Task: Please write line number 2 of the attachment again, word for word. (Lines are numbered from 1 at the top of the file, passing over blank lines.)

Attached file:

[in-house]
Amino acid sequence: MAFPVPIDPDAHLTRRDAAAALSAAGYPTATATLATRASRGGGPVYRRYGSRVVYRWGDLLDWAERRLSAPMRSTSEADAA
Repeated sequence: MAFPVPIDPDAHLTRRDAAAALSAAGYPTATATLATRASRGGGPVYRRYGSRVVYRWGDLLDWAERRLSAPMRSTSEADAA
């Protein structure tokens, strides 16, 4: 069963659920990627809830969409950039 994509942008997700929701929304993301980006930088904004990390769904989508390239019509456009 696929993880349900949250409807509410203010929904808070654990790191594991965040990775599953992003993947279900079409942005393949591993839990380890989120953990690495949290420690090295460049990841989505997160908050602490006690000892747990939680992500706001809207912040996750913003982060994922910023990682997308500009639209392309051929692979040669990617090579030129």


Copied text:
Amino acid sequence: MAFPVPIDPDAHLTRRDAAAALSAAGYPTATATLATRASRGGGPVYRRYGSRVVYRWGDLLDWAERRLSAPMRSTSEADAA